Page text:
Comment
0
Tweet
0
Print
RSS Feeds

Key events involving Yahoo and its performance

Wednesday - 2/20/2013, 11:33am  ET

This image released by NBC shows host Savannah Guthrie, left, with Yahoo CEO Marissa Mayer on NBC News' "Today" show, Wednesday, Feb. 20, 2013 in New York as Mayer introduces the website's redesign. Yahoo is renovating the main entry into its website in an effort to get people to visit more frequently and linger for longer periods of time. The long-awaited makeover of Yahoo.com's home page is the most notable change to the website since the Internet company hired Marissa Mayer as its CEO seven months ago. The new look will start to gradually roll out in the U.S early Wednesday. (AP Photo/NBC Peter Kramer/NBC/NBC NewsWire)

The Associated Press

Yahoo unveiled a long-awaited makeover of its home page on Wednesday, the latest change under new CEO Marissa Mayer. Here are key events involving Yahoo Inc. and its performance in recent years:

Nov. 17, 2008: Yahoo Inc. says co-founder Jerry Yang will step down as CEO as soon as a replacement is found. It ends a rocky reign marked by Yang's refusal to sell the Internet company to Microsoft Corp. for $47.5 billion, or $33 per share, in May 2008. Yahoo's board had been facing pressure to push him out as its stock plunged to its lowest levels since early 2003 and well below Microsoft's last offer price.

Jan. 13, 2009: Yahoo names technology veteran Carol Bartz as its new chief executive, bringing in a no-nonsense leader known for developing a clear focus.

Feb. 26: Yahoo announces a management shake-up. Chief Financial Officer Blake Jorgensen is pushed out, while Yahoo's chief technology officer and its top advertising executive in the United States get expanded duties.

June 11: Yahoo hires a cost-cutting specialist, Tim Morse, as its new chief financial officer.

July 29: Microsoft and Yahoo announce a 10-year search deal. Yahoo turns over responsibility for search technology to Microsoft, while Yahoo concentrates on sales of billboard-style advertising on the Web.

Feb. 18, 2010: Regulators in the U.S. and Europe approve the search partnership.

Oct. 7: Yahoo rolls out new tools to get people to the information they seek more quickly, especially when searching about entertainment, sports and major events. The hope is to distinguish itself from its Internet search partner, Microsoft, because Yahoo gets a cut of ad revenue when searches are done on its own site.

May 10, 2011: Yahoo makes a surprise disclosure that Alibaba Group, one of China's most powerful Internet companies, had spun off its online payment service, Alipay. The split causes investors to re-evaluate the value of Yahoo's then-43 percent stake in Alibaba.

June 23: Yahoo Chairman Roy Bostock seeks to defuse speculation about Bartz's job security at Yahoo's annual shareholders meeting, only to have it ignited again at the end of the session by an exasperated investor.

Sept. 6: Yahoo fires Bartz after less than three years on the job. Morse, the chief financial officer whom Bartz lured from chip-maker Altera Corp., is named interim CEO.

Jan. 4, 2012: Yahoo names Scott Thompson, president of eBay Inc.'s PayPal division, as Yahoo's new CEO, its fourth in less than five years.

Jan. 17: Co-founder Yang leaves the company as he steps down from the board of directors. He had been on Yahoo's board since its 1995 inception.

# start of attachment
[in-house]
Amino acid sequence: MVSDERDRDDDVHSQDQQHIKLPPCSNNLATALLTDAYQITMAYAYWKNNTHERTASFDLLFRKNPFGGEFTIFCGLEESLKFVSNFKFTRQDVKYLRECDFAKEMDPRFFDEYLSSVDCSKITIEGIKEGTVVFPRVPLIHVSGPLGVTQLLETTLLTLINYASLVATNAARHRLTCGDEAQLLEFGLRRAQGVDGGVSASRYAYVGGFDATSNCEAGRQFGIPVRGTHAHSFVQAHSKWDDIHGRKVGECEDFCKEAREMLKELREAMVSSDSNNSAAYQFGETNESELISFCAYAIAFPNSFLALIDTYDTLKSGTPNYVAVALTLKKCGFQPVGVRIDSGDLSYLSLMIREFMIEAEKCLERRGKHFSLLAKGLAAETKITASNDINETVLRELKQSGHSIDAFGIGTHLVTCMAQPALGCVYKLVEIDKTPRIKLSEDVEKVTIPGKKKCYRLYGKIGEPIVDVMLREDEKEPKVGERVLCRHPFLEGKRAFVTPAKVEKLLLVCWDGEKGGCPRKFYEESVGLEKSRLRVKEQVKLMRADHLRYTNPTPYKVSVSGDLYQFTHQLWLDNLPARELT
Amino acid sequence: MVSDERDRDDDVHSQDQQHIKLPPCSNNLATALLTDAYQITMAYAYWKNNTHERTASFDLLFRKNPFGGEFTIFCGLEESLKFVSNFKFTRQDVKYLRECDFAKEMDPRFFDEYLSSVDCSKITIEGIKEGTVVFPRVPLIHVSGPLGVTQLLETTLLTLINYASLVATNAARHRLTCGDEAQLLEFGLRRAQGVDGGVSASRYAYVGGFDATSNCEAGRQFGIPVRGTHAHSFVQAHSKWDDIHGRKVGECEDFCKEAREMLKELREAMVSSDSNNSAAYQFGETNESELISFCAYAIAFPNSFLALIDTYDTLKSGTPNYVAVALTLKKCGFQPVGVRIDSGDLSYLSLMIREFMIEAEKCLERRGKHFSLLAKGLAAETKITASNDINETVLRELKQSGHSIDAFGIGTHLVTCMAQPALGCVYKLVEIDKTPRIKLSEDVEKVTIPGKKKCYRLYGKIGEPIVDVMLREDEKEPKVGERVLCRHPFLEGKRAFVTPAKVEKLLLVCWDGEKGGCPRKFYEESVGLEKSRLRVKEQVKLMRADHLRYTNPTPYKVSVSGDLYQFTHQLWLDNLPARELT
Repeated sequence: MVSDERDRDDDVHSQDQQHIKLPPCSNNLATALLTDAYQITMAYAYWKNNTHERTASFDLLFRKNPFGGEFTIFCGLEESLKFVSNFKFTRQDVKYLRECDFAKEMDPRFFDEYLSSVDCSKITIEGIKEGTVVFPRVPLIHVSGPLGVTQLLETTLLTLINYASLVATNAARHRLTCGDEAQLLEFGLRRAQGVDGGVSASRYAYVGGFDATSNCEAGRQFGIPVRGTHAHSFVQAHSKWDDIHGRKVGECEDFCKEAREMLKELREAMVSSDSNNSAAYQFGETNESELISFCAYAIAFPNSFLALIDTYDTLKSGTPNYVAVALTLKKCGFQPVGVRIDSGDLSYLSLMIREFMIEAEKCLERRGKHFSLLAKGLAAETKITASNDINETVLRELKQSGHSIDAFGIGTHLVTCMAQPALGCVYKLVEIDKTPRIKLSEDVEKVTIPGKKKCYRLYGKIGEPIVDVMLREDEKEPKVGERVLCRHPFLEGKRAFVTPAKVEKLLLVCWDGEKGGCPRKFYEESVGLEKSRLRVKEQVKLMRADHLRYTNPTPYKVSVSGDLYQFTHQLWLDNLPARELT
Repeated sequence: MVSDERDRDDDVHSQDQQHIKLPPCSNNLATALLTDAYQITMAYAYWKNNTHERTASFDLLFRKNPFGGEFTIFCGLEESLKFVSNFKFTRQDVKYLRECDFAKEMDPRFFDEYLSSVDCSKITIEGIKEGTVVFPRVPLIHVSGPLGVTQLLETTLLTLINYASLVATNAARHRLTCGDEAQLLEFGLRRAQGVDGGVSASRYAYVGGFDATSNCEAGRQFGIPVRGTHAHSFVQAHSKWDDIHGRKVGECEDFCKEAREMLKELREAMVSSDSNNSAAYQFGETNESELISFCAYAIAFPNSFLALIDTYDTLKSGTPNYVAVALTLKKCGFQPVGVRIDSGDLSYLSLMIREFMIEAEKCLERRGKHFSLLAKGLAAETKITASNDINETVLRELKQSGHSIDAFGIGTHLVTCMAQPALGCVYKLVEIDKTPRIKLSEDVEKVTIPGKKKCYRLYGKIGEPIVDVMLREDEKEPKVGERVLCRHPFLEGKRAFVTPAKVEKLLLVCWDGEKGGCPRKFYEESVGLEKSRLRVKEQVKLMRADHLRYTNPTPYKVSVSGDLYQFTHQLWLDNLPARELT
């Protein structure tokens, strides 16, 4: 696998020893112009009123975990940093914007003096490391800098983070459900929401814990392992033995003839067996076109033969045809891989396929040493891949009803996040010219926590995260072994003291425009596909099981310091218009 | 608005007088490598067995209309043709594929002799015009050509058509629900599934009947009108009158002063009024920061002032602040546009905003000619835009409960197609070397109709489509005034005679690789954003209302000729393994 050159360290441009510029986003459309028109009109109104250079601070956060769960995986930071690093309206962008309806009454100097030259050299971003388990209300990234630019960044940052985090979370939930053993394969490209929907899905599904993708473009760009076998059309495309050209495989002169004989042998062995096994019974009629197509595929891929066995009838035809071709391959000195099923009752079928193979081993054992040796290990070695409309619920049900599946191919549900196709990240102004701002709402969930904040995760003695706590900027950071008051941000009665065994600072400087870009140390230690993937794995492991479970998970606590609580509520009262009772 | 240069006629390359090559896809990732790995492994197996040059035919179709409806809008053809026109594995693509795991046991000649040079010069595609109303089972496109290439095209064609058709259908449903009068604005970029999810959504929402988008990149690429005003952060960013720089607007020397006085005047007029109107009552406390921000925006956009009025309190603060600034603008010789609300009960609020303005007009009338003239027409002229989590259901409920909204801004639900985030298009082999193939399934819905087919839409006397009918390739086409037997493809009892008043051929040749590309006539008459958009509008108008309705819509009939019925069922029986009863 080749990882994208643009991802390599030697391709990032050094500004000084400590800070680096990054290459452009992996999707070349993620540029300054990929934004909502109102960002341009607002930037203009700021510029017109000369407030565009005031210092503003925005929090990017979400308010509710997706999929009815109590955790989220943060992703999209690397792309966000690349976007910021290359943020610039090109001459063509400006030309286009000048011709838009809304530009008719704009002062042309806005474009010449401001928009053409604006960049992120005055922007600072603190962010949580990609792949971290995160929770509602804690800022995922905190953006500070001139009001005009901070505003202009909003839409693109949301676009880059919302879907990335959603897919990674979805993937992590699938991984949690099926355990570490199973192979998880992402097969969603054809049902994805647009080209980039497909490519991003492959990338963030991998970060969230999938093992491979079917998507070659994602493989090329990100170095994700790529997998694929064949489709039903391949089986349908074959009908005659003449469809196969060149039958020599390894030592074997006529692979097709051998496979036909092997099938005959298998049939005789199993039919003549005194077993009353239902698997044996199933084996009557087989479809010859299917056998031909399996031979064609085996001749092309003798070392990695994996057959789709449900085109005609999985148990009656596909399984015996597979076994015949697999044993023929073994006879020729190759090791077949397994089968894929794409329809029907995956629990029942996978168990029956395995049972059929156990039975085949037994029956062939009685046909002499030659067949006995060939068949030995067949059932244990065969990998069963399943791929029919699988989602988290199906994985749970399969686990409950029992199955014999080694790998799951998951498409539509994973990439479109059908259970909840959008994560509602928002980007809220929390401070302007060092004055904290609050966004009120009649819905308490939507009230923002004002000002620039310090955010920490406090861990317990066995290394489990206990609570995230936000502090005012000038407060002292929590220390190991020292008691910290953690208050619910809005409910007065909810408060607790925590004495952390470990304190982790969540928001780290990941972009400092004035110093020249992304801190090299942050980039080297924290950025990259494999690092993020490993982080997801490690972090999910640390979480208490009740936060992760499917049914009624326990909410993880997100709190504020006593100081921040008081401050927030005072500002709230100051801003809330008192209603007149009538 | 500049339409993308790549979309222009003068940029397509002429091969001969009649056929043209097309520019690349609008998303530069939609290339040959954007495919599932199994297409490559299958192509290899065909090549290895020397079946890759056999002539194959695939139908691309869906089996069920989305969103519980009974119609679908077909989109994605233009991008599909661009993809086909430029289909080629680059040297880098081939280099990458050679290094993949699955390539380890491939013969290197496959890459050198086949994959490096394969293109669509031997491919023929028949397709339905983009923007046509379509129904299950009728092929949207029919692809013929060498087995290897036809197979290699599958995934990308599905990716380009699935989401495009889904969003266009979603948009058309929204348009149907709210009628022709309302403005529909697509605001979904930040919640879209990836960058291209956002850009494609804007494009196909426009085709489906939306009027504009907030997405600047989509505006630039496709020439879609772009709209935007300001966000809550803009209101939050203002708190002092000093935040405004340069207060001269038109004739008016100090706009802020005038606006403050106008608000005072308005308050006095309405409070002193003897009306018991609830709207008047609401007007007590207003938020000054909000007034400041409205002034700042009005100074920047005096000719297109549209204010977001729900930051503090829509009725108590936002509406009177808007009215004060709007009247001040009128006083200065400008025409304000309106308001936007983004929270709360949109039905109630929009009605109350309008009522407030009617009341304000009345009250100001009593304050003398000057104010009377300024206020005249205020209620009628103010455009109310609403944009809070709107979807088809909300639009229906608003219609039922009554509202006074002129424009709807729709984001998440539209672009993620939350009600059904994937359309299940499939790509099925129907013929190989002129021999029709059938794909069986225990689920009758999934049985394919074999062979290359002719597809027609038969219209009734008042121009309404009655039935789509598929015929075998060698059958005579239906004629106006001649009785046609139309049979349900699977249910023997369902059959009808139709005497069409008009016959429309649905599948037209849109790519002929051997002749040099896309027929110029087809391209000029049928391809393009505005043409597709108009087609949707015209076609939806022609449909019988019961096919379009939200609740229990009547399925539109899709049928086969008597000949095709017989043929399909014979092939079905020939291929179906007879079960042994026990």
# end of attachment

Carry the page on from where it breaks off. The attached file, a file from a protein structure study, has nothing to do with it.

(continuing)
Feb. 7: Chairman Roy Bostock and three other longtime board members say they won't seek re-election to give Thompson an enhanced team of independent directors. Many Yahoo shareholders had been clamoring for Bostock to step down since the company balked Microsoft's 2008 takeover offer.

March 25: Yahoo announces three new board members, gearing up for a proxy fight with one of its largest shareholders, Third Point LLC, which is trying to win four seats on Yahoo's board.

March 28: Hedge fund manager Daniel Loeb, who controls a 5.8 percent stake in the company through his Third Point fund, blasts Yahoo's board appointments as "illogical."

April 4 Yahoo announces plans to lay off 2,000 employees, or about 14 percent of its workforce. The cuts are part of an overhaul aimed at focusing on what Thompson believes are Yahoo's strengths while also trying to address its weaknesses in the increasingly important mobile computing market.

April 6: Thompson unveils a plan to reorganize the company into three main divisions focused on users, advertisers and technology. Yahoo believes the new structure will improve users' experience with Yahoo, work closely with advertisers in different regions of the globe and strengthen the company's technology group.

April 17: Yahoo reports first-quarter earnings, the first results under Thompson. Revenue grew less than 1 percent, but it's a breakthrough because the company's revenue has been steadily falling for years.

May 3: Loeb, the disgruntled Yahoo shareholder, questions Thompson's qualifications and integrity after exposing a misrepresentation about the executive's education. Yahoo confirms that Thompson doesn't have a bachelor's degree in computer science from Stonehill College, as Yahoo previously stated. Thompson only has an accounting degree from Stonehill. Yahoo blames an "inadvertent error" and says its board will investigate.

May 13: Thompson is out at Yahoo. Ross Levinsohn, who oversees Yahoo's media and advertising services worldwide, is named interim CEO.

May 20: Yahoo agrees to sell half of its prized stake in Chinese e-commerce group Alibaba for about $7.1 billion. The deal calls for Alibaba to buy back half of the 40 percent stake that Yahoo owns in the Chinese company for $6.3 billion cash and up to $800 million of Alibaba preferred shares. After paying taxes, Yahoo expects to get about $4.2 billion. Most of the cash is expected to go to shareholders.

   1 2  -  Next page  >>